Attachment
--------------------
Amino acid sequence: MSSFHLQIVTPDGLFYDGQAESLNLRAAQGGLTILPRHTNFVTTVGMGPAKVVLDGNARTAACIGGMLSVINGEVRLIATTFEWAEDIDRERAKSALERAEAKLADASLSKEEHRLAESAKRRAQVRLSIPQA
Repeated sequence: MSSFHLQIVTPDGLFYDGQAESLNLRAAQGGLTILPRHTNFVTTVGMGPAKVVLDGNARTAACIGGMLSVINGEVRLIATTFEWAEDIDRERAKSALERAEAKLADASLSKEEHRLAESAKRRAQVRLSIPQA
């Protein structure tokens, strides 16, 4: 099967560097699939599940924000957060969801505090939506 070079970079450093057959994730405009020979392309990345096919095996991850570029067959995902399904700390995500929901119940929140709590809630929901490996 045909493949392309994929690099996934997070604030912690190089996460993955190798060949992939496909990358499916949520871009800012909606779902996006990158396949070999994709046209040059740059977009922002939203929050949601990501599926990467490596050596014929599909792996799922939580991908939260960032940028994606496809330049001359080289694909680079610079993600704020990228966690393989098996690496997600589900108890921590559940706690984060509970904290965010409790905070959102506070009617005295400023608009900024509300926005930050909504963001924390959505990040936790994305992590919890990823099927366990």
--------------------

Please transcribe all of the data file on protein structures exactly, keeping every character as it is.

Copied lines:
Amino acid sequence: MSSFHLQIVTPDGLFYDGQAESLNLRAAQGGLTILPRHTNFVTTVGMGPAKVVLDGNARTAACIGGMLSVINGEVRLIATTFEWAEDIDRERAKSALERAEAKLADASLSKEEHRLAESAKRRAQVRLSIPQA
Repeated sequence: MSSFHLQIVTPDGLFYDGQAESLNLRAAQGGLTILPRHTNFVTTVGMGPAKVVLDGNARTAACIGGMLSVINGEVRLIATTFEWAEDIDRERAKSALERAEAKLADASLSKEEHRLAESAKRRAQVRLSIPQA
């Protein structure tokens, strides 16, 4: 099967560097699939599940924000957060969801505090939506 070079970079450093057959994730405009020979392309990345096919095996991850570029067959995902399904700390995500929901119940929140709590809630929901490996 045909493949392309994929690099996934997070604030912690190089996460993955190798060949992939496909990358499916949520871009800012909606779902996006990158396949070999994709046209040059740059977009922002939203929050949601990501599926990467490596050596014929599909792996799922939580991908939260960032940028994606496809330049001359080289694909680079610079993600704020990228966690393989098996690496997600589900108890921590559940706690984060509970904290965010409790905070959102506070009617005295400023608009900024509300926005930050909504963001924390959505990040936790994305992590919890990823099927366990």